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CRIME

Five people face charges over Amatrice earthquake building collapses

Five people are facing charges including manslaughter in connection with building collapses after the deadly earthquakes which hit Italy last year.

Five people face charges over Amatrice earthquake building collapses
The destroyed historic centre of Amatrice. Photo: AFP

Prosecutors in Rieti, Lazio have placed five people under investigation, almost a year after the 6.0 magnitude quake devastated Amatrice on August 24th, 2016. These are the first charges to be brought since the disaster.

The probe relates to the collapse of a public housing building in Piazza Augusto Sagnotti, where 19 people aged between 12 and 81 died.

In total, 299 people died in that quake, the majority of them (238) in Amatrice, which was almost completely destroyed. A series of further major quakes caused more damage in the region in October.

Two directors of the construction firm which built the apartment blocks are under investigation, along with one public housing worker, a civil engineer, and a former city councillor. 

According to prosecutors, the blocks were not built to safety standards, due to incorrect calculations and poor quality materials. The five suspects are accused of manslaughter for their roles in building the apartments and providing certificates affirming its fitness for use.

“The buildings were built very badly, and this isn't the case for other buildings put up in the same square by the same company,” chief prosecutor Giuseppe Saieva told news programme Tg1. “It was about savings; a problem of costs and profit. The fact that this was a building built by the State saddens us – we need to do more.” 

“We're trying to give answers to those who are waiting for them, and there are still dozens of other investigations to conclude,” said Saieva.

Directly after the quake, Amatrice's mayor said: “Three quarters of the town just isn't there any more.”

Drone footage shows the town covered in snow in January.

Since the original disaster, aftershocks and new tremors have destroyed the town's weakened buildings, with its iconic church and bell tower falling in January this year.

Concern was raised over buildings which collapsed despite supposedly being renovated to quake-proof norms. Amatrice's Romolo Capranica school was one of the recently renovated buildings which failed to survive the tremors.

Earlier in 2016, four technicians were handed culpable homicide sentences by Italy's top court, which judged them partially responsible for the deaths of eight students who died when their university residence collapsed during the 2009 L'Aquila quake.

READ ALSO: How Italy plans to rebuild its earthquake-damaged towns

 

CRIME

Italy remembers murdered anti-mafia judge Falcone

Italy commemorated the death of Italian judge Giovanni Falcone on Monday, thirty years after the brutal Capaci bombing.

Italy remembers murdered anti-mafia judge Falcone

The entire country paid tribute on Monday to anti-mafia judge Giovanni Falcone, killed by the Sicilian mafia 30 years ago in a car bomb murder that shocked the country.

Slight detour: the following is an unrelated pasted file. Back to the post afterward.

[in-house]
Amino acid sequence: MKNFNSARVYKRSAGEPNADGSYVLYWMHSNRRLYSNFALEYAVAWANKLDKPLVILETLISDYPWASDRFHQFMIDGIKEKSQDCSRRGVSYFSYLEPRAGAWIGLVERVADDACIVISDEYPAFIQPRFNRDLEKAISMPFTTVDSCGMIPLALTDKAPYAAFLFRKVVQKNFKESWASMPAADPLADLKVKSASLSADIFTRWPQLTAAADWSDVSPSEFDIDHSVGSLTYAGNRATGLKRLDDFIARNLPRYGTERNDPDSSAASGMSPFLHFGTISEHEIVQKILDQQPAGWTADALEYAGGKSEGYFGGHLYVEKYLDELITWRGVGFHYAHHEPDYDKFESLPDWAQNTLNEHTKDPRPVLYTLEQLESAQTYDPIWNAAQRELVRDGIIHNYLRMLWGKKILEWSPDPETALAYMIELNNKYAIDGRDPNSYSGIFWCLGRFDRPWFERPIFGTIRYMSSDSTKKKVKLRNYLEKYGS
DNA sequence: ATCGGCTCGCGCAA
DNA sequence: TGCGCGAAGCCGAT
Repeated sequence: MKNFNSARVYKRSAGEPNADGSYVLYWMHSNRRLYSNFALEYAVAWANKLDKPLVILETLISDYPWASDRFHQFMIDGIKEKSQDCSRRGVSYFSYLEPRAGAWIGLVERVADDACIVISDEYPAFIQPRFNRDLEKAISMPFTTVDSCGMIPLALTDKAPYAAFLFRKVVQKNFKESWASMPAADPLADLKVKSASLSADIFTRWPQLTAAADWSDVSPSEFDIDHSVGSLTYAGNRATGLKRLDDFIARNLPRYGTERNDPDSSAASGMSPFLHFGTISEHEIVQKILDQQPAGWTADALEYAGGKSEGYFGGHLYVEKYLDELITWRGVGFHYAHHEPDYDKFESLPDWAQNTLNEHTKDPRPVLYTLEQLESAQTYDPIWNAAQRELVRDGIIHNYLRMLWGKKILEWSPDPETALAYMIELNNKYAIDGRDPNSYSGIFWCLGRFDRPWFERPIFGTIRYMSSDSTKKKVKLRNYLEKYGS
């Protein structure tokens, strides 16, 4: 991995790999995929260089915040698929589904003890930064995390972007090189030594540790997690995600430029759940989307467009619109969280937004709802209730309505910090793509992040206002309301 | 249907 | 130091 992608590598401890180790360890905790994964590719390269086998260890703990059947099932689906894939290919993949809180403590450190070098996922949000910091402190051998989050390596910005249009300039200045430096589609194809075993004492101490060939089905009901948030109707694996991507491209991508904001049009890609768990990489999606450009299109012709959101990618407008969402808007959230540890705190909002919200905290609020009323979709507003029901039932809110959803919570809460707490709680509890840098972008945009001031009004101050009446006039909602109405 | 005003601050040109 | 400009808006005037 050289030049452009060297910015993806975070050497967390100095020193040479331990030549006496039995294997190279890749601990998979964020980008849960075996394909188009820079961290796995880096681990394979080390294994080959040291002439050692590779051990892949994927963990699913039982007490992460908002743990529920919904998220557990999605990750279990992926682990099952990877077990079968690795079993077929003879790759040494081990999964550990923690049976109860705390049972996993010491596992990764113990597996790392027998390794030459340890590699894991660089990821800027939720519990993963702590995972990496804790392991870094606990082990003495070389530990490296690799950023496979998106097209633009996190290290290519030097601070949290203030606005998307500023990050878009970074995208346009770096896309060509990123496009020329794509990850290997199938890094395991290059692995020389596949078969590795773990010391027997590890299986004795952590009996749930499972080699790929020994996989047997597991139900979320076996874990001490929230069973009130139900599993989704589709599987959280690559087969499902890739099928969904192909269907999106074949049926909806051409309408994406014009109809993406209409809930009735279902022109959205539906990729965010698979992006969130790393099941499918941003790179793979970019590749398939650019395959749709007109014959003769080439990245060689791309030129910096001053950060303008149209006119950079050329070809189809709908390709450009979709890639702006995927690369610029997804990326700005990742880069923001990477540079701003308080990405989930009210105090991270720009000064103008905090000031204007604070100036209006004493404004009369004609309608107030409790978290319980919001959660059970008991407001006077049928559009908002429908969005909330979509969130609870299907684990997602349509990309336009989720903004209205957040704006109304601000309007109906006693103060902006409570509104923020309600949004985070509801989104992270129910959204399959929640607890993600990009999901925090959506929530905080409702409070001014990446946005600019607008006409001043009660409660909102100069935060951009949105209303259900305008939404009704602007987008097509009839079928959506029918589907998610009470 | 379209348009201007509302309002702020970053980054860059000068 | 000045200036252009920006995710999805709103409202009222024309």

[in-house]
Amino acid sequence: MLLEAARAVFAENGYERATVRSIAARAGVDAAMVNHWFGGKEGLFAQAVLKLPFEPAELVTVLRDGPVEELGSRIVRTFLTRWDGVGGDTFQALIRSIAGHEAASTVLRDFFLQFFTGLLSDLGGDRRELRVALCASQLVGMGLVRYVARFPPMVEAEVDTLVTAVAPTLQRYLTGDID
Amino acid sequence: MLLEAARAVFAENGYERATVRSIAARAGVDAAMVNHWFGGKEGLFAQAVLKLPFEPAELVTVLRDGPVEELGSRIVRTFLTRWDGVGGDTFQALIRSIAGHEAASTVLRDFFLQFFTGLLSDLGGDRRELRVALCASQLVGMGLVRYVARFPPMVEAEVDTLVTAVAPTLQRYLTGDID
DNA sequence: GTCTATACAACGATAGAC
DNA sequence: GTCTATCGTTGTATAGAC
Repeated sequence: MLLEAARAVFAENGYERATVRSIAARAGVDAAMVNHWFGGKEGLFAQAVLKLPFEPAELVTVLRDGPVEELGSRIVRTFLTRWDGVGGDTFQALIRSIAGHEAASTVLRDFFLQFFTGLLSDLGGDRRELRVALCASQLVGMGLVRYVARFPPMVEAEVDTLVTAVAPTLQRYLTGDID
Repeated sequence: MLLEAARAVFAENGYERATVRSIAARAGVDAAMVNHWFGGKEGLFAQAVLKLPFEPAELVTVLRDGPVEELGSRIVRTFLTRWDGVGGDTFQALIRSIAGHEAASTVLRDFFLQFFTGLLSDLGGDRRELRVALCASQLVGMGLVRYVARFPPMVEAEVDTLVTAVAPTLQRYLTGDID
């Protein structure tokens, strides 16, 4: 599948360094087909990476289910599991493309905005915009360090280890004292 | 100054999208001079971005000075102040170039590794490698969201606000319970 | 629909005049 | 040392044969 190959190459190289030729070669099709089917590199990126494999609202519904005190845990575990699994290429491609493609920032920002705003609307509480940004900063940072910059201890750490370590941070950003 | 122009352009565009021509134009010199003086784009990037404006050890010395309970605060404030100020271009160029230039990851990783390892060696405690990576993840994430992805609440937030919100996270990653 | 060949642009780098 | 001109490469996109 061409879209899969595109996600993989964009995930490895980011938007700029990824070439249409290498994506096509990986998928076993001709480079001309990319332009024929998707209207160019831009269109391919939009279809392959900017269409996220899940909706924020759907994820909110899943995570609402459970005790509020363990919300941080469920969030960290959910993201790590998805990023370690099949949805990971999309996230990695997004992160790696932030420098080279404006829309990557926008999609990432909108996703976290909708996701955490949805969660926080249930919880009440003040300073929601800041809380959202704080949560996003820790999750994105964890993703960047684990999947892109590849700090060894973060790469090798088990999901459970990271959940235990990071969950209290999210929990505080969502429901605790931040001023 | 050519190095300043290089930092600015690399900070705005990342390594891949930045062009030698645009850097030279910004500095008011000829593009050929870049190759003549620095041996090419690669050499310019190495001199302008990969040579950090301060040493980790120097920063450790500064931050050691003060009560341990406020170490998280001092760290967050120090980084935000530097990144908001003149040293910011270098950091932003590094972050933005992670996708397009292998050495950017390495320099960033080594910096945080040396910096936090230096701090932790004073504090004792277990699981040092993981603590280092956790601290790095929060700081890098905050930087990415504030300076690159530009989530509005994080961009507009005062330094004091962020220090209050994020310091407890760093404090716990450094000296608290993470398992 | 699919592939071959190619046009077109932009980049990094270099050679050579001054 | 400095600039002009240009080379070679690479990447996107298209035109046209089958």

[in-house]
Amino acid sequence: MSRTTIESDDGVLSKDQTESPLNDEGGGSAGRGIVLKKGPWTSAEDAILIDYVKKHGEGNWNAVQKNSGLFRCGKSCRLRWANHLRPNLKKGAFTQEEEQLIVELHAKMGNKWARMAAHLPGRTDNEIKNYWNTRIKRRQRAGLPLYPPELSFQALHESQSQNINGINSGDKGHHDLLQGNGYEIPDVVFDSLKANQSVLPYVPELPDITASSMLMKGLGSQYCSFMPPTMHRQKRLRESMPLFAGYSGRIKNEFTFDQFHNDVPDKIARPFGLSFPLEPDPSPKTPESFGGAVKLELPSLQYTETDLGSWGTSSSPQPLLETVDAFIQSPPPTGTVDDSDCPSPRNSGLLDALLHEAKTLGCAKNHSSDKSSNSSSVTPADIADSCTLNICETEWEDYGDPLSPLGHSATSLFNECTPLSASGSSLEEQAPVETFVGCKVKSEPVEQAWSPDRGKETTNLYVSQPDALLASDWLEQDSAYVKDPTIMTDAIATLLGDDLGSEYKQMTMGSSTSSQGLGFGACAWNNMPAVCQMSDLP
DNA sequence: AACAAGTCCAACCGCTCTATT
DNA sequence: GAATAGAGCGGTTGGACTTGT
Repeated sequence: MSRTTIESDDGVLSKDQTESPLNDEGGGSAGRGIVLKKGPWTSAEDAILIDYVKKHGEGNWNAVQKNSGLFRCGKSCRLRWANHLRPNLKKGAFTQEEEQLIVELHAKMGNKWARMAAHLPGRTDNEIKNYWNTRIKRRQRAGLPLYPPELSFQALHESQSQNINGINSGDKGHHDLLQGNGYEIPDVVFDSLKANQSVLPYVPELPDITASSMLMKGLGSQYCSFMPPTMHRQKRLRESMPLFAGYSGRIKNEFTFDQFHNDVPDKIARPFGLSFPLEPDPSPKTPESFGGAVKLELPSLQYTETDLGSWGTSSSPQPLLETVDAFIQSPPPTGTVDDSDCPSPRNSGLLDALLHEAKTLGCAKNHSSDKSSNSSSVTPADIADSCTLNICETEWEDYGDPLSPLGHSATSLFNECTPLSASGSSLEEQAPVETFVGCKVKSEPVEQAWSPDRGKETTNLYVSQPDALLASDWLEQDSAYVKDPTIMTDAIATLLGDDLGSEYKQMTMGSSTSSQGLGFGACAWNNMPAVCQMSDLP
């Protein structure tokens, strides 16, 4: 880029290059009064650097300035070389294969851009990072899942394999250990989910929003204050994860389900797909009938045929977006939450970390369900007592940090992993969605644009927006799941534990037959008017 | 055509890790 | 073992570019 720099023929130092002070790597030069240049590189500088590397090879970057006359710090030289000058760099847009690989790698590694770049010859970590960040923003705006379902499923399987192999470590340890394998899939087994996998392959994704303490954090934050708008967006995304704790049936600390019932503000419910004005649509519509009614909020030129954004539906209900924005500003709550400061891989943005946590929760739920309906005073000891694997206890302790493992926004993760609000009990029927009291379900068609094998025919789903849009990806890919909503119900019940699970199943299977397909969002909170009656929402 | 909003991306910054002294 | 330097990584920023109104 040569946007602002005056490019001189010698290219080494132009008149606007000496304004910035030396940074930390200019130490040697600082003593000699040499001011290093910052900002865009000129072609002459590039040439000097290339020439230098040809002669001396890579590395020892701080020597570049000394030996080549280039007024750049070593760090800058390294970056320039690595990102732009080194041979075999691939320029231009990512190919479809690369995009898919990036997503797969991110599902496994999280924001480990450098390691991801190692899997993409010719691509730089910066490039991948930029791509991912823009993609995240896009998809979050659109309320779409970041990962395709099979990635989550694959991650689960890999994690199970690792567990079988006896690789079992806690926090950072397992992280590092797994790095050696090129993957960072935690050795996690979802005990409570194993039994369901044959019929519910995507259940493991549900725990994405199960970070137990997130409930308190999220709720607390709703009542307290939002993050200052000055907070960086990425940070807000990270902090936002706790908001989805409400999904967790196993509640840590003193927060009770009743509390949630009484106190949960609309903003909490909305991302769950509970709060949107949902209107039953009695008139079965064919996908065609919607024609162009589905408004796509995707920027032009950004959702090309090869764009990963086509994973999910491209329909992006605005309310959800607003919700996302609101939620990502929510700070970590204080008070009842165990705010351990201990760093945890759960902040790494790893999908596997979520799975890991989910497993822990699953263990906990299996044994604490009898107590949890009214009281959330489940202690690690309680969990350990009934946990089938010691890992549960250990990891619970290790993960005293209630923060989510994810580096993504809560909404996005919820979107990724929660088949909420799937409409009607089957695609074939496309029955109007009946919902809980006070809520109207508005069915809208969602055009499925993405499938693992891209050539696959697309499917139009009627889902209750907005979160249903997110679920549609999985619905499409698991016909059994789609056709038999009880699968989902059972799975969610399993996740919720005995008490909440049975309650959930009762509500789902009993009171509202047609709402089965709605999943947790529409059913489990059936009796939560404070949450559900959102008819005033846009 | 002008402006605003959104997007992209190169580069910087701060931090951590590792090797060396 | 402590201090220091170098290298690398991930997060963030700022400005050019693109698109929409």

Interior Minister Luciana Lamorgese laid a wreath at the memorial at the site of the blast at Capaci, near Palermo, that killed Falcone, his wife, and three members of his police escort on May 23rd 1992.

Another ceremony in Palermo was attended by Italian President Sergio Mattarella, whose brother Piersanti, then Sicily’s regional president, was also murdered by the mafia.

In a statement, Prime Minister Mario Draghi hailed the legacy of Falcone, saying that thanks to his “courage, professionalism and determination, Italy has become a freer and fairer country”.

He said Falcone and his colleagues – one of whom, Paolo Borsellino, was killed by Cosa Nostra two months later – “dealt decisive blows against the mafia”.

“Their heroism had rooted anti-mafia values in society, in new generations, in republican institutions,” he added, saying the “relentless fight against organised crime and […] the search for truth” must continue.

The mob used a skateboard to place a 500-kilogramme (1100-pound) charge of TNT and ammonium nitrate in a tunnel under the motorway which linked the airport to the centre of Palermo.

Falcone, driving a white Fiat Croma, was returning from Rome for the weekend. At a look-out point on the hill above, a mobster nicknamed “The Pig” pressed the remote control button as the judge’s three-car convoy passed.

The blast ripped through the asphalt, shredding bodies and metal, and flinging the lead car several hundred metres.

READ ALSO: How murdered judge Giovanni Falcone shaped Italy’s fight against the mafia

On July 19th, Borsellino was also killed in a car bomb attack, along with five members of his escort. Only his driver survived.

Falcone posed a real threat to Cosa Nostra, an organised crime group made famous by The Godfather trilogy, and which boasted access to the highest levels of Italian power.

He and Borsellino were later credited with revolutionising the understanding of the mafia, working closely with the first informants and compiling evidence for a groundbreaking ‘maxi-trial’ in which hundreds of mobsters were convicted in 1987.

“Thanks to Falcone and Borsellino, the Sicilian mafia became a notorious fact, not something that had to be proved to exist at every trial,” anti-mafia prosecutor Marzia Sabella told AFP.

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